The short version of this post goes like this: remember when we made crème anglaise? That sauce made from milk, cream, and sugar, flavoured with vanilla and thickened with egg yolks, gently cooked on a double-boiler? If you put that sauce into a well-chilled household ice cream churn, you can make pretty good ice cream.
The long version of this post is more like this:
There are two broad styles of ice cream: Philadelphia and French. Philly ice cream typically contains only milk, cream, and sugar, while French ice cream also contains eggs. In fact, the crème anglaise we made last week is very, very similar to some recipes for French ice cream mix. The only difference is that … Continue reading.
While crème brûlée is immediately identifiable by the crust of burnt sugar on top, the custard itself has a very particular consistency and flavour. Since it is eaten out of a ramekin, it can have a much softer, moister curd that, say, crème caramel, which is unmolded on to a plate and is therefore firmer, and eggier.
In fact crème brûlée used to be even more moist than it is now. According to Harold McGee, crème brûlée used to be completely liquid, like crème anglaise, and was poured into a very shallow dish, dusted with sugar, and burnt. Before blowtorches became the norm the burnt crust was made by taking a heavy, metal plate out of some very … Continue reading.
Clarified butter is butter from which water and milk solids like protein and sugar have been removed to leave pure milk fat. As the name implies, it has a radiant clarity. As the proteins have been removed, it can be heated to frying temperatures without burning.
Clarifying butter is simple. If you gently heat butter in a pot, this is what happens:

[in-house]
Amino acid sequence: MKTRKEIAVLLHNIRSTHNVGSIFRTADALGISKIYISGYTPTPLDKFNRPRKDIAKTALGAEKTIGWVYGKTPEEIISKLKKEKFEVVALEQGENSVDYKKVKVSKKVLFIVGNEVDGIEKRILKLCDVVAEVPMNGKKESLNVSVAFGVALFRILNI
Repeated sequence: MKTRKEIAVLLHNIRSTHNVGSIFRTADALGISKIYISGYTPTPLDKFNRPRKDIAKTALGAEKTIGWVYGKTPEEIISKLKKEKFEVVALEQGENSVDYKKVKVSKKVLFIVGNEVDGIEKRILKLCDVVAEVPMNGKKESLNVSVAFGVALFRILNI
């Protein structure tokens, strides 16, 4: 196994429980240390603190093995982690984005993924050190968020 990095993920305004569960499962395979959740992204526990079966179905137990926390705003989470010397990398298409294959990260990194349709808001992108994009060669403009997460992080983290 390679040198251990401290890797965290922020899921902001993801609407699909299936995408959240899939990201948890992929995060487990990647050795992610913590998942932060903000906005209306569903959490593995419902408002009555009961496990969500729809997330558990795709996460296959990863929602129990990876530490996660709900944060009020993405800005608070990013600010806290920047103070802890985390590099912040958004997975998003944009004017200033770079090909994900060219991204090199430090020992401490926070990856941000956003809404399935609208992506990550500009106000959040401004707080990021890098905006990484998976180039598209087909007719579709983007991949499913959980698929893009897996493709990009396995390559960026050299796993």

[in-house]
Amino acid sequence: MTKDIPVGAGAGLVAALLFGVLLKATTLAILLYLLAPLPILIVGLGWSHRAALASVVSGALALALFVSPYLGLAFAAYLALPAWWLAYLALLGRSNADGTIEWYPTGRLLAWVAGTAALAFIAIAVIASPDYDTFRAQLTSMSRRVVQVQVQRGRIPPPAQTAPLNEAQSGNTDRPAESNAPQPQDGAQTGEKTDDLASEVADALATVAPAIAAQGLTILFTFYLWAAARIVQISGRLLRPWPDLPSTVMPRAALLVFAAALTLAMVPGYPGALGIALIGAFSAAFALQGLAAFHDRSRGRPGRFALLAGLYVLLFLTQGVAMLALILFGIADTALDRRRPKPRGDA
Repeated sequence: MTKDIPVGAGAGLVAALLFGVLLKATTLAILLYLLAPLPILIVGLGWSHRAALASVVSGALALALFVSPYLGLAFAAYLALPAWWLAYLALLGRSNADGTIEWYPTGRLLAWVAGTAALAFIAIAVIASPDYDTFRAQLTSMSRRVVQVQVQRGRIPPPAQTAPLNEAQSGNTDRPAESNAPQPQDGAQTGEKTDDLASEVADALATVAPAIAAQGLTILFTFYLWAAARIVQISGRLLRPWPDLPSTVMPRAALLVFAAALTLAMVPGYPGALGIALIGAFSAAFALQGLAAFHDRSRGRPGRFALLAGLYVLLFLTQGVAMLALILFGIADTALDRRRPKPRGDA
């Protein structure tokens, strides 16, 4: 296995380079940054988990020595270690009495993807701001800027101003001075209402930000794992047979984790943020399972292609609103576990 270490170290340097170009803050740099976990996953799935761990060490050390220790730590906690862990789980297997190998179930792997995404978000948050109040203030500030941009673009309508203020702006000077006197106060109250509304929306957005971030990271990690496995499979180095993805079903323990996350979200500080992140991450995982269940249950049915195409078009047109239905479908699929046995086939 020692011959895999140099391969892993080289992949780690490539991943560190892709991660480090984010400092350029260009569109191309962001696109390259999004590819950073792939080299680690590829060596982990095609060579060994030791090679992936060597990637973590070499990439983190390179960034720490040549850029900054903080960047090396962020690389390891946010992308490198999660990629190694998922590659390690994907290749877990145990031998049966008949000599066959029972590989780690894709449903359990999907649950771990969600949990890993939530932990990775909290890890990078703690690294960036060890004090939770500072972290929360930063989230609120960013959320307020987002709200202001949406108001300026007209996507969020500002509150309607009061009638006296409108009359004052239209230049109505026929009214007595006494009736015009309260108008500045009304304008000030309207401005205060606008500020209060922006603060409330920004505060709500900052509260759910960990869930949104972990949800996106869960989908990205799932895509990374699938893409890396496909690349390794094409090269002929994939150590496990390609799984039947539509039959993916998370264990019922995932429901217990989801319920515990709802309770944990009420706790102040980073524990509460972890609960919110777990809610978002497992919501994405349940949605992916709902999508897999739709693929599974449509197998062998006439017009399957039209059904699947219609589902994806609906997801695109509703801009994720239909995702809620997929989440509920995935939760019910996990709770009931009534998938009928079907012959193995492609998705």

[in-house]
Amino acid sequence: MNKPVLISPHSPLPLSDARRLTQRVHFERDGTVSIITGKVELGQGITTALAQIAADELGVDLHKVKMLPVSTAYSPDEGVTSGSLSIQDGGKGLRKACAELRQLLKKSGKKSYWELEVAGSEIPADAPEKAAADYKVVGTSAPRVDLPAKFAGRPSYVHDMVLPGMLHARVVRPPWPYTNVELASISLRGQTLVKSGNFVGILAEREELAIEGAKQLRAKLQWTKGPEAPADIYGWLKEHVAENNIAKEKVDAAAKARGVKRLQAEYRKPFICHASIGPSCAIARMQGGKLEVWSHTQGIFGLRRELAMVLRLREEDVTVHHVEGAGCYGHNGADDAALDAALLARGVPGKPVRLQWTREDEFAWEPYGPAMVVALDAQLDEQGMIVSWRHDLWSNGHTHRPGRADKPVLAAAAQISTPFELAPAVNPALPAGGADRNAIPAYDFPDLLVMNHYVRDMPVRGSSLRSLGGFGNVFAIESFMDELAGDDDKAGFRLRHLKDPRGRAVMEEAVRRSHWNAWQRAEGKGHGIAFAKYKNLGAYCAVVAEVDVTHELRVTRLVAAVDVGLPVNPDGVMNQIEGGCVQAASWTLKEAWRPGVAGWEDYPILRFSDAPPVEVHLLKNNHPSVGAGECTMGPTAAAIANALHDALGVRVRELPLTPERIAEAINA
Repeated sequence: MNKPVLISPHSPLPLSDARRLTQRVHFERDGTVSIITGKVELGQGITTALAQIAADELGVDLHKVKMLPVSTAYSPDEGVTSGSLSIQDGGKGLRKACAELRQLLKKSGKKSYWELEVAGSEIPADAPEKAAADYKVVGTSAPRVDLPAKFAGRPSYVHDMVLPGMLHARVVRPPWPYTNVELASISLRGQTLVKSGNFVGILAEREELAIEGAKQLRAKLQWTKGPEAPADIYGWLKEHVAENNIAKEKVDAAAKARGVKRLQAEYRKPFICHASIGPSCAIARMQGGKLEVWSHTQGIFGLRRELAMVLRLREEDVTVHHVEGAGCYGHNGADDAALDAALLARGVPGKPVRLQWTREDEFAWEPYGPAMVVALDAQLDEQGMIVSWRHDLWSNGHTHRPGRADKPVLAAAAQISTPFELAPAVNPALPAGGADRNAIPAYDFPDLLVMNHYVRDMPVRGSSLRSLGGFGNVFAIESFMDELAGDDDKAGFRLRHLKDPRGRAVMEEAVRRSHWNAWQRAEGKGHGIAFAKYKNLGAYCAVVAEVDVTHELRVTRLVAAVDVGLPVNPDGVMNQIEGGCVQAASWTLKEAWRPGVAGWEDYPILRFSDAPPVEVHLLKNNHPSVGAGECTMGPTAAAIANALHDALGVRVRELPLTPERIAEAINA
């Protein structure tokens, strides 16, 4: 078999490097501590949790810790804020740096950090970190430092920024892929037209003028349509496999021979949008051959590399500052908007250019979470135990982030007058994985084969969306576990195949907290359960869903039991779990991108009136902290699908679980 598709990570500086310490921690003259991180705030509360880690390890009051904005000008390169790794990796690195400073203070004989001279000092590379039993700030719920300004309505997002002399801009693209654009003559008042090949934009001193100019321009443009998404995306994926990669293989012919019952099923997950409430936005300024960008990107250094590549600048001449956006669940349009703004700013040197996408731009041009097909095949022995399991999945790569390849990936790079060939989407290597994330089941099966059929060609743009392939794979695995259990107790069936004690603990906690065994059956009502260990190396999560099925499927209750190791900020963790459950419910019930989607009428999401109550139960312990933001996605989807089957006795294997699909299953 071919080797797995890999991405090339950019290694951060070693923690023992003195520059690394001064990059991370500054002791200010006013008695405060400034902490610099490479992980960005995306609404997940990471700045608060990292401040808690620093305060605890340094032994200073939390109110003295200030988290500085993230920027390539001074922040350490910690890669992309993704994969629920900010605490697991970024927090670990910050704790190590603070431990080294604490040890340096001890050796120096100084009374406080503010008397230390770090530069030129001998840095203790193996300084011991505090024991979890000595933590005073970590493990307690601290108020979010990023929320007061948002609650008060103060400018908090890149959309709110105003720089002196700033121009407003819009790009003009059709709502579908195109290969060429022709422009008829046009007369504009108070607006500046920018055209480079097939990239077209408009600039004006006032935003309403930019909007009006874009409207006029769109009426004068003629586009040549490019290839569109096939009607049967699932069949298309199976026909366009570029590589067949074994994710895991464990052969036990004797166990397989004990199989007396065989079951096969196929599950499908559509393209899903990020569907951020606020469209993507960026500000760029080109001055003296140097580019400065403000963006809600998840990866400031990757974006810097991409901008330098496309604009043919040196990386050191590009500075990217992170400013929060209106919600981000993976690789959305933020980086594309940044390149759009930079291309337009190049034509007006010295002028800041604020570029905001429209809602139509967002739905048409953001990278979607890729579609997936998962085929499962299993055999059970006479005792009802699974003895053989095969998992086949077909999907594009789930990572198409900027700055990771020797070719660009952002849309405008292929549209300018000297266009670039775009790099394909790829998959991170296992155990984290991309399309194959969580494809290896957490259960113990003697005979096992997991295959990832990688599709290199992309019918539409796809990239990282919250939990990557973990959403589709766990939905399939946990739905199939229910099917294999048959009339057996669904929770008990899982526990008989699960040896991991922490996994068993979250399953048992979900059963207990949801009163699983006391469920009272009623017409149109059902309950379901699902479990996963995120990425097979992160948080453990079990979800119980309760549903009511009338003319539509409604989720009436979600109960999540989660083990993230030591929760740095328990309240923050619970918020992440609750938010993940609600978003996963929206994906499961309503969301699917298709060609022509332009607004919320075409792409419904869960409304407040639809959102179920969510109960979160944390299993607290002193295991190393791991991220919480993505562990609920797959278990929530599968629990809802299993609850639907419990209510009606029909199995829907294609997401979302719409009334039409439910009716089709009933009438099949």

- The milk fat becomes liquid.
- The water content begins to evaporate, gently bubbling to the surface.
- The light whey proteins form a foam on the surface. Once the water content has been driven off, this foam dries and forms a crackly skin.
- The heavier casein proteins coagulate and fall to the bottom of the pot.
If you skim … Continue reading.
Attendez la crème!
-Col. Hans Landa
Though whipped cream has been around for hundreds of years, it took two relatively modern inventions for it to become as common as it is now.
One is the wire whisk. Before this tool was invented, cooks used cumbersome bundles of sticks or straw. More important for the future of whipped cream, though, was the invention of the mechanical cream separator. The traditional way to separate cream from milk is to let the fresh milk stand for several hours. Fattier bits will float to the top, and the cream skimmed from the surface will typically be about 25% fat. Mechanical separators use centrifugal forces and are able to produce cream with a … Continue reading.
Malt has an amazing flavour, one that sits at the nexus of sweet and savoury: its aroma simultaneously evokes caramel and green grass.
Outside of brewing, one comes across malt in odd, far-flung corners of the culinary world. It is somewhat common in bread baking: in the form of malt extract and maltodextrin it is sometimes added to bagels and pretzels. It is used a lot in modernist kitchens. The Copenhagen landmark Noma uses maltodextrixin to make an edible substance that looks like topsoil (yum). I’ve never seen the recipe, but I’m confident that Milk Bar in New York uses some form of malt in their famous cereal milk ice cream. And of course there are malted milkshakes, which everyone … Continue reading.